It’s December 1882 and Louis N. Megargee of the Philadelphia Press is huddled on the side of Passyunk Avenue in South Philadelphia late into the night. He’d been watching this stretch of road from Center City for several months now, at the edge of the city, behind the gates of Lebanon, one of only two Black cemeteries in the city. What he waited for on that cold winter night was the sound of the methodical clod of horse hooves on the dirt path, and the groan of a wagon wheel on the path of the resurrectionist, the night doctor – the body snatchers were headed his way.
Megargee and his fellow concerned citizens sprung the trap, pulling taught a rope across Passyunk to trip up the horses. They quickly placed under arrest Frank McNamee, Levi Chew, Robert Chew, and Henry Pillet, all four of the body snatchers who had been involved in the theft of as many as 60 bodies from the cemetery.
The public response would be bombastic. At the time, few people trusted doctors, finding their fascination with the human body grotesque, and the practice of cutting into human remains macabre. Anatomy riots, public protests in response to the perceived immorality of medical dissection, had already taken place in the fledgling United States and the dark memory of the Burke and Hare murders undertaken to specifically sell cadavers to doctors was still fresh; and Philadelphia wasn’t having it.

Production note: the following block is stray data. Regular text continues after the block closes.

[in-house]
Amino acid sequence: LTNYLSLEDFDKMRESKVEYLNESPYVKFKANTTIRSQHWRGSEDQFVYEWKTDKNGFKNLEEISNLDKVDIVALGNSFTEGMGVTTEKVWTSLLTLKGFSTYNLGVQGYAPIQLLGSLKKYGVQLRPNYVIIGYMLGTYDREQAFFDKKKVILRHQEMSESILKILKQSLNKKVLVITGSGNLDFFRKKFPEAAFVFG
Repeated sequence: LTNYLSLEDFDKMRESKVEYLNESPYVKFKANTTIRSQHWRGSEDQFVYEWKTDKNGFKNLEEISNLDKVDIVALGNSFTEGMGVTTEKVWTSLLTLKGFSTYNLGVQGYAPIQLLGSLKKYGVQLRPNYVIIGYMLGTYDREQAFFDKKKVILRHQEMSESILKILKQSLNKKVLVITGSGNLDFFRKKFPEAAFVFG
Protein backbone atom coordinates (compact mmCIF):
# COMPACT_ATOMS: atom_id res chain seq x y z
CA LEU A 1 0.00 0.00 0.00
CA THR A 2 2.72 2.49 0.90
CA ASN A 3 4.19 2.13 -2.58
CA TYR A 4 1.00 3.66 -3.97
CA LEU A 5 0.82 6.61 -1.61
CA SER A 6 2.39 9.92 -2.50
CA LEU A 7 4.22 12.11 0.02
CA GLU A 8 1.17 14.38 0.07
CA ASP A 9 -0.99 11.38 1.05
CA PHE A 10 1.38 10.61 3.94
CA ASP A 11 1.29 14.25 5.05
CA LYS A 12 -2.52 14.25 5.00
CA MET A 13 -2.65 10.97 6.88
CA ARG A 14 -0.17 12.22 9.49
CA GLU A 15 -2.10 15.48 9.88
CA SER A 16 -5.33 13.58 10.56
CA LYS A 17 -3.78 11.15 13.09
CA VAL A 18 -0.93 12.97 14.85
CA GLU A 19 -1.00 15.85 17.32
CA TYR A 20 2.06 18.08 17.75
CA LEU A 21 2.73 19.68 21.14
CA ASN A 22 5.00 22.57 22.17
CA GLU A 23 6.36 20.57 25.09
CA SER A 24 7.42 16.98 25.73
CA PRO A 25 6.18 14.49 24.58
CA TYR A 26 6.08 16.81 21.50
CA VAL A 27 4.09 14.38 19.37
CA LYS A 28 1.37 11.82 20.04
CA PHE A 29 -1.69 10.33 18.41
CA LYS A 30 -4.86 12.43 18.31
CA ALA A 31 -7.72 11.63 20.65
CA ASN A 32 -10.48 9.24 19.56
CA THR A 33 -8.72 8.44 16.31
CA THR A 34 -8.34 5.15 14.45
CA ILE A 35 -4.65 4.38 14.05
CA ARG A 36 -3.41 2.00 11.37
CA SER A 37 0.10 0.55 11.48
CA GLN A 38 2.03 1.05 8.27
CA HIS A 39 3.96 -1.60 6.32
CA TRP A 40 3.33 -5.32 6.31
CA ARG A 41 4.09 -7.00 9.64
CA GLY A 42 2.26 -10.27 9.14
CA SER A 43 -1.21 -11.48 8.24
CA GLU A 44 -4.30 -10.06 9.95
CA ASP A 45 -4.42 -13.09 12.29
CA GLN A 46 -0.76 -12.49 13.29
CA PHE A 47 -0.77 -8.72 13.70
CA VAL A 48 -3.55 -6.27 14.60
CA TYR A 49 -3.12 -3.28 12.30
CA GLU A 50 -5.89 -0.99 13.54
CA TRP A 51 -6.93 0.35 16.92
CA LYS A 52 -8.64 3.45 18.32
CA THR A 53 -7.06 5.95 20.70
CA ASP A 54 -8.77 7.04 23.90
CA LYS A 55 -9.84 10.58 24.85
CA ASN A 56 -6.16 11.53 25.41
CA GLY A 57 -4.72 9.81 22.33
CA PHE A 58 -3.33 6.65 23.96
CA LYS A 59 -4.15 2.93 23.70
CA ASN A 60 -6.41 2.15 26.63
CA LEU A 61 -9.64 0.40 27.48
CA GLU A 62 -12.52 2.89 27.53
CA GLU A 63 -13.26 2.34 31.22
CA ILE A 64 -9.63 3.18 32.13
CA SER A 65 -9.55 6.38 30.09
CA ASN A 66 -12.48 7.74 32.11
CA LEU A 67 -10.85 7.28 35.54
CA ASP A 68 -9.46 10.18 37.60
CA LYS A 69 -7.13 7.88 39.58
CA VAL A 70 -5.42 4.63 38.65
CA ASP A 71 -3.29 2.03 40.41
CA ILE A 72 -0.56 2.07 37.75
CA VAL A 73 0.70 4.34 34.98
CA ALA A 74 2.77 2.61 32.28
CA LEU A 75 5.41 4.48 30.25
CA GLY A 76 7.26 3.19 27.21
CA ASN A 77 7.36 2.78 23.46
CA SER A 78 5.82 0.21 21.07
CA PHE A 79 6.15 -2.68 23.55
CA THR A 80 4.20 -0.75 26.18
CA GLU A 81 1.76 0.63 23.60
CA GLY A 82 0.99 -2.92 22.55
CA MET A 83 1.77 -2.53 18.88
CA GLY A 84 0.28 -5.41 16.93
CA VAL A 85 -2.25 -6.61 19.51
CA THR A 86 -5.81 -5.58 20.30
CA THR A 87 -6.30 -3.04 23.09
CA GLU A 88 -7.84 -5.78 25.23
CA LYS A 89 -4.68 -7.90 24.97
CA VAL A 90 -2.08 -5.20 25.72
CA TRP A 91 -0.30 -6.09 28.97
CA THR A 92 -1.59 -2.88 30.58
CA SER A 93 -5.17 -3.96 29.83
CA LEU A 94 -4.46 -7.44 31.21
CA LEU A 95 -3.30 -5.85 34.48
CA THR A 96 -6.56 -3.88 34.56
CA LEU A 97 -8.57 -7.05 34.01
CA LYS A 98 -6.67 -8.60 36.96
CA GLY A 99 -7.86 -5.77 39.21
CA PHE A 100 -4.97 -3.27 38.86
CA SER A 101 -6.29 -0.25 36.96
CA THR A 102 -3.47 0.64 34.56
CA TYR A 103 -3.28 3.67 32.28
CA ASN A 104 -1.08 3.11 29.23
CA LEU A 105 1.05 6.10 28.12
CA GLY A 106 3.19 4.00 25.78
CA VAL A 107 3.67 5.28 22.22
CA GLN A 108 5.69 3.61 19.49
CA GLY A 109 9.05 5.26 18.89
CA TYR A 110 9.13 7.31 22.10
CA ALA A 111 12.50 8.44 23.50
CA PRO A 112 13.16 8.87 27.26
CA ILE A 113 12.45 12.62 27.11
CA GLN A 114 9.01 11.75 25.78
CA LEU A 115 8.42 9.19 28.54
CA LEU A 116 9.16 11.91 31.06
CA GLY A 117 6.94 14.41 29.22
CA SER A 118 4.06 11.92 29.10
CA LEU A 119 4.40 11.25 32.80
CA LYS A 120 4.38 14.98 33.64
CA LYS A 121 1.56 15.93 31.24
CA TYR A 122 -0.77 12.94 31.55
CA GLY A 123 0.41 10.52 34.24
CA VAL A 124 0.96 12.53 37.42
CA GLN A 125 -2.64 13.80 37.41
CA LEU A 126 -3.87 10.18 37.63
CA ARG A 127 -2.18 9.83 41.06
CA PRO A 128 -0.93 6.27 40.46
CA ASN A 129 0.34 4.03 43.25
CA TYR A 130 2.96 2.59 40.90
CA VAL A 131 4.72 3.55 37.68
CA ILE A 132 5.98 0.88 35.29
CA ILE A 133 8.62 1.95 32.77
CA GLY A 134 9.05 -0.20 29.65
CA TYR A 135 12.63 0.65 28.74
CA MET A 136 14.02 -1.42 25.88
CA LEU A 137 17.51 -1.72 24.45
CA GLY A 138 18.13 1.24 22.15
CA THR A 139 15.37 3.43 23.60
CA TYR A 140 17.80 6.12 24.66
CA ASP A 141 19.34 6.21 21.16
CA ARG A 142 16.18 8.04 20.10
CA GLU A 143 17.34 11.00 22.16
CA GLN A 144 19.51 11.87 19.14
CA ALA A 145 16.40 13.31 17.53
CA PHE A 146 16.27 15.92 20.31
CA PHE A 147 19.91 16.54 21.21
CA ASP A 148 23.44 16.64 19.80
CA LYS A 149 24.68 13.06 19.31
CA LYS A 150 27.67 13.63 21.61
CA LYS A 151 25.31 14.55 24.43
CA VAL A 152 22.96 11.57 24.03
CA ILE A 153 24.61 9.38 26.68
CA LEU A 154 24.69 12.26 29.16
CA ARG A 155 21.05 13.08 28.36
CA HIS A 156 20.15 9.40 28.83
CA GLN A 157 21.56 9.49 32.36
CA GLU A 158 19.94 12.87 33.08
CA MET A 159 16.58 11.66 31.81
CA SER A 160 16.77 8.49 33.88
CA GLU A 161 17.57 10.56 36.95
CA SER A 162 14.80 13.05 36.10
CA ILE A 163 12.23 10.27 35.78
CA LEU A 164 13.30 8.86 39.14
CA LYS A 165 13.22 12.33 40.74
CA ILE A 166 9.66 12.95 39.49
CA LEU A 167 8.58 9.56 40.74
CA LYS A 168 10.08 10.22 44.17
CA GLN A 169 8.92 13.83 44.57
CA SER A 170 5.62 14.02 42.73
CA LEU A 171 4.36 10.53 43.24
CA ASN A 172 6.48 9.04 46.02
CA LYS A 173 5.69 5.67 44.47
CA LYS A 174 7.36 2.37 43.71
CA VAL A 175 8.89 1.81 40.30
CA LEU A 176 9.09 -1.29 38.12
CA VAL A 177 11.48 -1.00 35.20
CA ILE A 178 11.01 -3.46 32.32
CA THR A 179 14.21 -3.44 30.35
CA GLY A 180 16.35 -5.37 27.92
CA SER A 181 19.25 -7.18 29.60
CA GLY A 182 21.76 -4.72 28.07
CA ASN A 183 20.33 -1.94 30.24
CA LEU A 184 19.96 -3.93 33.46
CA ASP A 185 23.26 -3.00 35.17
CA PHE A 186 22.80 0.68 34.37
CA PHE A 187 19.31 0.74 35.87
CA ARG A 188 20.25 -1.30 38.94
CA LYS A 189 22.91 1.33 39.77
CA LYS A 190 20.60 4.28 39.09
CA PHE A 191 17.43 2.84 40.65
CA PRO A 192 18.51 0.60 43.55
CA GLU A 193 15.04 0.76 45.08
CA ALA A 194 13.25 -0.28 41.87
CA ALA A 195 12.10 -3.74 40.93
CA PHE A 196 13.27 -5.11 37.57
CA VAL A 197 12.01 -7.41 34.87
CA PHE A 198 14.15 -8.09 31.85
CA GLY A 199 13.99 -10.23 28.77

Megargee and his small posse delivered the four men to the 15th and Filbert police station, and the following night Black community leaders held meetings about what to do, and how to work through the trauma of potentially never being sure that their loved one was at peace in their grave. At the police station, McNamee was quick to give up his buyer. William Forbes was the man who hired him, paying $8 a body, he said. Yes, the same one who was the Demonstrator of Anatomy at a prestigious college, that’s the guy.
The ultimate results of that night are still felt today.
When he took the stand, Forbes leaned hard on technicalities stating he never personally took possession of the bodies, and that the school had a don’t ask/don’t tell policy when it came to “donated” cadavers. For much of the 18th and 19th centuries, medical schools relied on the gallows to supply their cadavers. But fewer and fewer people were being put to death as punitive practices shifted. In 1867, Philadelphia passed a law allotting each medical school a portion of unclaimed bodies equal to the number of their students, as though they were simply divvying up playthings amongst schoolchildren. However, there weren’t enough cadavers to go around, so medical schools began to greedily eye the fertile plots of potter’s fields, full of the anonymous, and poor dead, as well as Black cemeteries where the white populace was likely to turn a blind eye.